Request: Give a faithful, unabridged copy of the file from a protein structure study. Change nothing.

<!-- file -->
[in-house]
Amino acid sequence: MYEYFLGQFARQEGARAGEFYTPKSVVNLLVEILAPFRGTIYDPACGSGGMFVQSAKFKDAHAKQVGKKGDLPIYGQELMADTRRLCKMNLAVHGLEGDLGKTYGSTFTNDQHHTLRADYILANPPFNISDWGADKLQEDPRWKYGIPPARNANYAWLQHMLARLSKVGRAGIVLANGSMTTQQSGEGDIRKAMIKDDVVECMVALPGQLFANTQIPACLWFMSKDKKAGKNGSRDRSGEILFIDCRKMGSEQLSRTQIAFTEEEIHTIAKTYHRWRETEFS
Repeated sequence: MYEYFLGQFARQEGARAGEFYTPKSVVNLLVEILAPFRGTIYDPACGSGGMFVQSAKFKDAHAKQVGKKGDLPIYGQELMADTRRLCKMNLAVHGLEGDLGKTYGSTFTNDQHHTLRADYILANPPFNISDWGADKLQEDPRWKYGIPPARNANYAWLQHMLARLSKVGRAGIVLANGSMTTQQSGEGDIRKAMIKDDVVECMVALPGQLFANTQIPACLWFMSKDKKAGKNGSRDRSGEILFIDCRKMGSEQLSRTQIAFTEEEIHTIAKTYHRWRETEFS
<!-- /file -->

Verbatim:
[in-house]
Amino acid sequence: MYEYFLGQFARQEGARAGEFYTPKSVVNLLVEILAPFRGTIYDPACGSGGMFVQSAKFKDAHAKQVGKKGDLPIYGQELMADTRRLCKMNLAVHGLEGDLGKTYGSTFTNDQHHTLRADYILANPPFNISDWGADKLQEDPRWKYGIPPARNANYAWLQHMLARLSKVGRAGIVLANGSMTTQQSGEGDIRKAMIKDDVVECMVALPGQLFANTQIPACLWFMSKDKKAGKNGSRDRSGEILFIDCRKMGSEQLSRTQIAFTEEEIHTIAKTYHRWRETEFS
Repeated sequence: MYEYFLGQFARQEGARAGEFYTPKSVVNLLVEILAPFRGTIYDPACGSGGMFVQSAKFKDAHAKQVGKKGDLPIYGQELMADTRRLCKMNLAVHGLEGDLGKTYGSTFTNDQHHTLRADYILANPPFNISDWGADKLQEDPRWKYGIPPARNANYAWLQHMLARLSKVGRAGIVLANGSMTTQQSGEGDIRKAMIKDDVVECMVALPGQLFANTQIPACLWFMSKDKKAGKNGSRDRSGEILFIDCRKMGSEQLSRTQIAFTEEEIHTIAKTYHRWRETEFS